We wrote a well-received article in 2015 about the Registered Disability Savings Plan (RDSP).
The RDSP gives disabled people and their families a way to save and invest money for long-term security. To qualify, the disabled beneficiary must be:
- Eligible for the Disability Tax Credit (DTC);
- Under age 60; and
- A resident of Canada with a valid social insurance number.
Anyone can contribute to an RDSP, including friends and family, if they have written permission. The contribution deadline each year is December 31st. Contributions are not tax-deductible (unlike an RRSP).
The beneficiary never pays tax on earnings inside the RDSP, only when funds are withdrawn. Any amount can be added to an RDSP each year; there is a $200,000 lifetime contribution limit. RDSP funds have to be withdrawn after age 60, so no contributions can be made after the disabled beneficiary turns 59. Low-income RDSP holders can qualify for government grants, too.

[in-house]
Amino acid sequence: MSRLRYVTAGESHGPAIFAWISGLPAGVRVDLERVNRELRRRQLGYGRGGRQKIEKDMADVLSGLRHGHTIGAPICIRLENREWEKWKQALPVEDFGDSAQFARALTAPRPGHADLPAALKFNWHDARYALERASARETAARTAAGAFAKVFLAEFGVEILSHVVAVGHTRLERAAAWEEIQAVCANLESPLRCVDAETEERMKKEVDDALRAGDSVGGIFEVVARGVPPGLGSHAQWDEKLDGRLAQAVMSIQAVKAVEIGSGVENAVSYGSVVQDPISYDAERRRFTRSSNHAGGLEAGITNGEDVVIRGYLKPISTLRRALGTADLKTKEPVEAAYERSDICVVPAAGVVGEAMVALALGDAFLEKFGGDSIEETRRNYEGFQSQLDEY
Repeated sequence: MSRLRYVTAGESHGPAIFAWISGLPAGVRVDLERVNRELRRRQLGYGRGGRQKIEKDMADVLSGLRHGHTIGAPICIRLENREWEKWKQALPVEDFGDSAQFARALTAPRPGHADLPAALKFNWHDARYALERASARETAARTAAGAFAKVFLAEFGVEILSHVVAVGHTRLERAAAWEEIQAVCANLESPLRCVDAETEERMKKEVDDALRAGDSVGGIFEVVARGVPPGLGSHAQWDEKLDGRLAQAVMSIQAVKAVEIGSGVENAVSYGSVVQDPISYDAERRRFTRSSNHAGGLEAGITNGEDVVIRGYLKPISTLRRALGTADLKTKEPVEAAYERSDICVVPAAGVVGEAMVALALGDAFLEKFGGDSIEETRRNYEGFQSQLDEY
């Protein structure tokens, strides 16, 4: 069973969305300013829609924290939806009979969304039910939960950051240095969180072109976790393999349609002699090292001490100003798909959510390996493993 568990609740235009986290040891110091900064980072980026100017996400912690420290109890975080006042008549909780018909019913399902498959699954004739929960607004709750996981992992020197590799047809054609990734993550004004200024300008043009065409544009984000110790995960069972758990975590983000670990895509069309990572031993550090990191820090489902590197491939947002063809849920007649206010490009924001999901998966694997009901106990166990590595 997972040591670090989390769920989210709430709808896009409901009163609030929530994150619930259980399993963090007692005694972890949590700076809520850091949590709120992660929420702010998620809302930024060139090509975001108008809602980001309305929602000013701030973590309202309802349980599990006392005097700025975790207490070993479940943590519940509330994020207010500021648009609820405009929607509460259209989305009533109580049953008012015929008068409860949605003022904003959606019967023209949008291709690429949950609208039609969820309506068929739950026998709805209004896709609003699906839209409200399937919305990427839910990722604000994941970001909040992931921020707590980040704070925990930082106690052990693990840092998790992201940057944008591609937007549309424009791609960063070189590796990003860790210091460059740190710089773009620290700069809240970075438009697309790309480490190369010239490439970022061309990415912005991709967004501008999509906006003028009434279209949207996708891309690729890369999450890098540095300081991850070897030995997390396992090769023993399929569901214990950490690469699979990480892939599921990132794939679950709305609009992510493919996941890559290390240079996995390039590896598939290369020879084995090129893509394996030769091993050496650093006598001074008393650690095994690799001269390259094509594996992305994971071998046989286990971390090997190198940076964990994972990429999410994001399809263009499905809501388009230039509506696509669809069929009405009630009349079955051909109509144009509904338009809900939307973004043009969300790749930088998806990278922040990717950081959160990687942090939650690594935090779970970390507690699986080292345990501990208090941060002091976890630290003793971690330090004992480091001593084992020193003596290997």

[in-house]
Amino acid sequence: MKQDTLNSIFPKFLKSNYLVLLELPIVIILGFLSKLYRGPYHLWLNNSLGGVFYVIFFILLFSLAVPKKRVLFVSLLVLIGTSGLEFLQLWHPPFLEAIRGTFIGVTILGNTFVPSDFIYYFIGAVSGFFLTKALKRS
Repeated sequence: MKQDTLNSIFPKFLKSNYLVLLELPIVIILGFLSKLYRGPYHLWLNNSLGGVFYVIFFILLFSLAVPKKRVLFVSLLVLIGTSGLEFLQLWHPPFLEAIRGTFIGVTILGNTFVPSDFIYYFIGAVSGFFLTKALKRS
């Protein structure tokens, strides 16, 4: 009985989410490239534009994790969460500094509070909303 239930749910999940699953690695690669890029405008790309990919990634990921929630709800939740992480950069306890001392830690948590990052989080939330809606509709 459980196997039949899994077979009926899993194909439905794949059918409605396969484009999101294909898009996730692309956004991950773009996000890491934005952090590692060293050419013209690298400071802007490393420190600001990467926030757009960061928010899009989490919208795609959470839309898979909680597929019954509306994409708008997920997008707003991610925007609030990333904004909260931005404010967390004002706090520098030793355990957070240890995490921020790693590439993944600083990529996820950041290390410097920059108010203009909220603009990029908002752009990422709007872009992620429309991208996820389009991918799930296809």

In Ontario, the RDSP asset, and money withdrawn from the plan, are exempt when determining Ontario Disability Support Program (ODSP) eligibility.
Despite the value of the program, only 24% of people who were eligible for the DTC had an RDSP in 2015. In addition, fewer than 40% of the more than 1.8 million adults who report qualifying disabilities are claiming the DTC.
To make the process easier, the 2018 Federal budget allows an adult disabled person’s parent, spouse, or common-law partner to become the holder of that person’s RDSP without becoming their legal representative, if they are living with the disabled person. (Prior to this, a court had to grant legal guardianship.) This improves the process for people with reduced mental or contractual capacity.
With the 2018 income tax year drawing to a close, RDSP holders should be aware of new income matching rates: